Today In Music, April 10th

From the Rockmine Almanac for today (Thursday 10th April):


1947. Bunny Wailer born Neville O’Reilly Livingstone, Kingston Jamaica.

On Tour

1970. Jim Morrison gets dragged off the stage by Ray Manzarek during The Doors gig at the Boston Arena. Jim has just screamed to the audience, “Would you like to see my genitals?”

In Court

1998. A federal appeals court rules in favour of The Kingsmen after a five year battle for royalty payments from Gusto Records and GML. The judge recinded the group’s original contract and granted all rights to the track from the date they launched their lawsuit in 1993 as well as holding the two companies in contempt for refusing to release the master recording.

In The Press

1970. The Daily Mirror carries the front page headline, “Paul is quitting The Beatles”. Paul confirms the fact. A friend announces “George doesn’t want to talk about it”. Ringo says, “This is all news to me” and John, still at Arthur Janov’s hospital undergoing primal scream therapy, says, ” …. he didn’t quit, he was fired”. Apple’s press officer, Derek Taylor describes the group’s split as “part of their growing up” and says, “They could be dormant for years”.

In Hospital

1976. Elkie Brooks is forced to cancel tonight’s show at London’s New Victoria Theatre as she’s recovering from an emergency operation for peritonitis.

On Television

2002. The Tonight Show with Jay Leno (NBC, U.S.A.) Show #2242. Drowning Pool.


1994. A day after attending Kurt Cobain’s memorial, Daniel Kasper becomes the first copy-cat to follow his hero and kills himself with a shotgun.

Music Paper From Today

Sounds from 10th April 1976. A copy taken from Rockmine’s almost complete run of U.K. music papers from the last 45 years.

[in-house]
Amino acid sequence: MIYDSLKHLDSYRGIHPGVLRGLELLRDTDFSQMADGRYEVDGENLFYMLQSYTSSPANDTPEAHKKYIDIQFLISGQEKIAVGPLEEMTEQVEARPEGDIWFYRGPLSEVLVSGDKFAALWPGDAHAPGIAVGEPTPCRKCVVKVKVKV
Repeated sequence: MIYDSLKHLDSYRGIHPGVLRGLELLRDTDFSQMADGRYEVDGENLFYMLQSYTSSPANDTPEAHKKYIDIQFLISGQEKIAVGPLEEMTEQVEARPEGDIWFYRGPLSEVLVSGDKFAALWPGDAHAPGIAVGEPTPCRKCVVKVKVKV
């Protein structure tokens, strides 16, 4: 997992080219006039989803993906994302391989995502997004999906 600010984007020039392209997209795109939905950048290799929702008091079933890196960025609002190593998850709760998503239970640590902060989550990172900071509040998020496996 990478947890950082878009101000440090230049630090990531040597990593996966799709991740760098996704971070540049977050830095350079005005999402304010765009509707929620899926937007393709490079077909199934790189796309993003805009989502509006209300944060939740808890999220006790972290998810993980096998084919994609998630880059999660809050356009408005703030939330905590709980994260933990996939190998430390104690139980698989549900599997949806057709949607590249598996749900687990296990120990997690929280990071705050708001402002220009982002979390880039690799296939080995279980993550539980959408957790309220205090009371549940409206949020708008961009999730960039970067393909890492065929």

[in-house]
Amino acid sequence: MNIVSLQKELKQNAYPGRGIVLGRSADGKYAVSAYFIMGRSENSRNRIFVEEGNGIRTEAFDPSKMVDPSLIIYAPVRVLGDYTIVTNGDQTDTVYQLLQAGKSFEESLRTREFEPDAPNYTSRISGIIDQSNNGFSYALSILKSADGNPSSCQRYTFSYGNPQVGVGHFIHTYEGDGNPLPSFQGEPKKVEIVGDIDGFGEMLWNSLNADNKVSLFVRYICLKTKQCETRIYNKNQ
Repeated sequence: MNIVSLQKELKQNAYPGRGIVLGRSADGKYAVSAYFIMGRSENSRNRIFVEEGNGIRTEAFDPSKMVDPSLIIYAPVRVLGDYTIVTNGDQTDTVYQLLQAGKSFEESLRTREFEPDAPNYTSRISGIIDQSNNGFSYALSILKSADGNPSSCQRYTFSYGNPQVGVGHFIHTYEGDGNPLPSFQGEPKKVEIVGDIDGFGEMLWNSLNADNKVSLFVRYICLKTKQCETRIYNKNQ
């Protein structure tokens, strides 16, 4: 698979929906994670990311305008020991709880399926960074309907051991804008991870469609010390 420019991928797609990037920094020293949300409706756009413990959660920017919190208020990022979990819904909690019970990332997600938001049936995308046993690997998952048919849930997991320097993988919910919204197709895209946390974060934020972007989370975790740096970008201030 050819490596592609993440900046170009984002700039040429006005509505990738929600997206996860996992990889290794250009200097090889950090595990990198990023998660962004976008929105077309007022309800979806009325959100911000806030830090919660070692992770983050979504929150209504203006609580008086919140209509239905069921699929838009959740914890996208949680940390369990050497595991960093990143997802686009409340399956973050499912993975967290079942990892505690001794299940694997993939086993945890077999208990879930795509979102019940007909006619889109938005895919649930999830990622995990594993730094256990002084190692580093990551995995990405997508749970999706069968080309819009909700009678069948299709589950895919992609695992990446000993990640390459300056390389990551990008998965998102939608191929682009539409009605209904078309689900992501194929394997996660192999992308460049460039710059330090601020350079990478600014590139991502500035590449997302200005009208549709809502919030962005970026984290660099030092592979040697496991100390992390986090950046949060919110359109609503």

Daily Babble

Yesterday was weird. I took a trip down to Edinburgh to see an exhibition entitled, “Tour ’67” at The Dome in the city’s George Street. In theory it should’ve been exciting and at the very least interesting but I left with a real sense of let-down. There were prints of works by John Lennon, Miles Davis, Janis Joplin and Grace Slick as well as original illustrations by Klaus Voormann and photographs by Robert Knight but it was flat and dull.

Maybe I’m just a grumpy old git who refuses to get excited but the anticipation  and the desire to see it were there but somehow the works on show failed to connect with me, or I failed to connect with them.

I realised that what has always excited me about memorabilia is its connection to an event, a time or a place and, of course, the artist themselves. Everything from a Bay City Rollers bubblegum wrapper to Elton John’s monogrammed shoes fixes a memory in time or place and yet what I saw yesterday had none of that.

In the main, the works were post mortem. Almost echoes of what they might have been. Janis Joplin’s work carried a pencil signature of “Joplin” although one appeared to say “Jopelin” but it surely wasn’t her hand that weilded the pencil. I knew she was an accomplished artist but I wanted more – a connection with her hand – a photograph of her painting or drawing; some proof that before her death she’d turned her work into prints. that these works were in her head.